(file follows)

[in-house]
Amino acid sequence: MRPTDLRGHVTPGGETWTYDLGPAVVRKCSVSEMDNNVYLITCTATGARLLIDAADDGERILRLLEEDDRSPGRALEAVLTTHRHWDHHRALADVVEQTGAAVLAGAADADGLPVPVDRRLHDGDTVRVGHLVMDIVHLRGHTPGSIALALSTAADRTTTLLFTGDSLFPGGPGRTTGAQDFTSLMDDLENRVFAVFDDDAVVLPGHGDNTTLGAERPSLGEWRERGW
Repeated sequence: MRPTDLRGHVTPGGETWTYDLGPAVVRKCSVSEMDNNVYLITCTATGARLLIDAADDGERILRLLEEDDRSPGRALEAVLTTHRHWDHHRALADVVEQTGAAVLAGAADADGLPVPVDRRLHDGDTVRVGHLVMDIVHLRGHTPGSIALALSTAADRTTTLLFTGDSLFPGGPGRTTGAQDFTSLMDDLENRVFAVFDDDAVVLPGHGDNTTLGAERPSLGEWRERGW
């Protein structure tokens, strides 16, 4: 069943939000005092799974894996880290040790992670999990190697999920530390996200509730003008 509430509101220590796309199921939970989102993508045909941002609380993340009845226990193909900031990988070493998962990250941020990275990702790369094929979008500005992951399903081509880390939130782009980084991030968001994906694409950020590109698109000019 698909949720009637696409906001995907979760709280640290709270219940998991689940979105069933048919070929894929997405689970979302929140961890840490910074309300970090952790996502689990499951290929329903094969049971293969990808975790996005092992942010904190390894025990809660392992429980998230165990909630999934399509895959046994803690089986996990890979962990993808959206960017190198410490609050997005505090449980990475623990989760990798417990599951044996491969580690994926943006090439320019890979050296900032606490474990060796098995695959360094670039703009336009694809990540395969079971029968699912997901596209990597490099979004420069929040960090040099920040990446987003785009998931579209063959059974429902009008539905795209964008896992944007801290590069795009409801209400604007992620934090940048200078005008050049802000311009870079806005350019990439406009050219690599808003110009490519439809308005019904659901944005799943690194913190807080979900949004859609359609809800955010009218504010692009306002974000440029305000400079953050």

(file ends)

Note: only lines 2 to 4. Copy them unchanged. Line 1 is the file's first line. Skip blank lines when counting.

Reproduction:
Amino acid sequence: MRPTDLRGHVTPGGETWTYDLGPAVVRKCSVSEMDNNVYLITCTATGARLLIDAADDGERILRLLEEDDRSPGRALEAVLTTHRHWDHHRALADVVEQTGAAVLAGAADADGLPVPVDRRLHDGDTVRVGHLVMDIVHLRGHTPGSIALALSTAADRTTTLLFTGDSLFPGGPGRTTGAQDFTSLMDDLENRVFAVFDDDAVVLPGHGDNTTLGAERPSLGEWRERGW
Repeated sequence: MRPTDLRGHVTPGGETWTYDLGPAVVRKCSVSEMDNNVYLITCTATGARLLIDAADDGERILRLLEEDDRSPGRALEAVLTTHRHWDHHRALADVVEQTGAAVLAGAADADGLPVPVDRRLHDGDTVRVGHLVMDIVHLRGHTPGSIALALSTAADRTTTLLFTGDSLFPGGPGRTTGAQDFTSLMDDLENRVFAVFDDDAVVLPGHGDNTTLGAERPSLGEWRERGW
């Protein structure tokens, strides 16, 4: 069943939000005092799974894996880290040790992670999990190697999920530390996200509730003008 509430509101220590796309199921939970989102993508045909941002609380993340009845226990193909900031990988070493998962990250941020990275990702790369094929979008500005992951399903081509880390939130782009980084991030968001994906694409950020590109698109000019 698909949720009637696409906001995907979760709280640290709270219940998991689940979105069933048919070929894929997405689970979302929140961890840490910074309300970090952790996502689990499951290929329903094969049971293969990808975790996005092992942010904190390894025990809660392992429980998230165990909630999934399509895959046994803690089986996990890979962990993808959206960017190198410490609050997005505090449980990475623990989760990798417990599951044996491969580690994926943006090439320019890979050296900032606490474990060796098995695959360094670039703009336009694809990540395969079971029968699912997901596209990597490099979004420069929040960090040099920040990446987003785009998931579209063959059974429902009008539905795209964008896992944007801290590069795009409801209400604007992620934090940048200078005008050049802000311009870079806005350019990439406009050219690599808003110009490519439809308005019904659901944005799943690194913190807080979900949004859609359609809800955010009218504010692009306002974000440029305000400079953050």